PayPerPost Deservedly Slapped

December 14th, 2006 | Categories: blogs, markets

My most hated enemy, PayPerPost, recently got slapped in the face by the FTC and PayPerPost logorightfully so. This bottom-of-the-barrel, blood-sucking entity should be put out of business altogether. I have already written about their unethical practices here and here.

As a quick refresher, the company has created a marketplace for bloggers and advertisers. An advertiser pays a given blogger to post about their company. Pretty simple right? Yeah, but PayPerPost doesn’t understand the ethics of the blogosphere and the importance around transparency. Having said that, paid bloggers do NOT need to disclose payment information with the given blog post. In addition, all bloggers are paid the same amount per post, independent of your traffic or blog readership. Ridiculous to say the least.

My words of advice: please, please, please check out ReviewMe instead. This is a much ReviewMe logobetter marketplace for bloggers and advertisers. It eliminates the immoral practices of PayPerPost while providing a comprehensive solution for both bloggers and advertisers. 

Ok, so I strayed a little of course there…

My point was that PayPerPost is sacrificing the integrity and trust of the entire blogging community. The blogosphere is all about self-expression and personal beliefs, not fabricated opinions.

For this very reason, the Federal Trade Commission has stepped in and begun scrutinizing practices around writing a paid editorial piece and failing to disclosing payment. Woohoo!

 The FTC issued the following statement:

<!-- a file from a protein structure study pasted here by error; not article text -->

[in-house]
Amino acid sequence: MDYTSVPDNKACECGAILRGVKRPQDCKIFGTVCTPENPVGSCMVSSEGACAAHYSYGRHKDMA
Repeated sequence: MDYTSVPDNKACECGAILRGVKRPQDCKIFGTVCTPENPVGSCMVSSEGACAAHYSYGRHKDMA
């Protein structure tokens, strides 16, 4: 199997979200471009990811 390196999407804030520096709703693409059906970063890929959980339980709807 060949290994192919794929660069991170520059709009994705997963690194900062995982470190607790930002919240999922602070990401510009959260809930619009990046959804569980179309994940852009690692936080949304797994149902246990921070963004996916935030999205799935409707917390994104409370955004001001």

“Raised concerns about a specific type of amplified word-of-mouth marketing, specifically the practice of marketers paying a consumer (the “sponsored consumer”) to distribute a message to other consumers without disclosing the nature of the sponsored consumer’s relationship with the marketer.”

This is a step in the right direction and I hope that PayPerPost eventually makes payment disclosure obligatory.

Now, I’ve read and heard people talk about product placement in movies and how payments are not disclosed, but we’re talking about a whole different ball-game here. It’s like comparing apples and oranges. When most people see a product placement in a movie, they expect that it’s paid. The same goes for travel and vacation write-ups. Most people expect that the editor received a free trip or some sort of compensation in return for the article. These free incentives for travel writers and publishers have been around for years. It’s to be expected. But in the blogosphere, I would wager that most people believe 99%+ of all posts are written without payment for the sole purpose of expressing the viewers of the author. Paid blog posts are NOT to be expected. Therefore, disclosure should be mandatory if a transaction is completed.

NOTE: Factual information for this post was pulled from a Mathew Ingram post.

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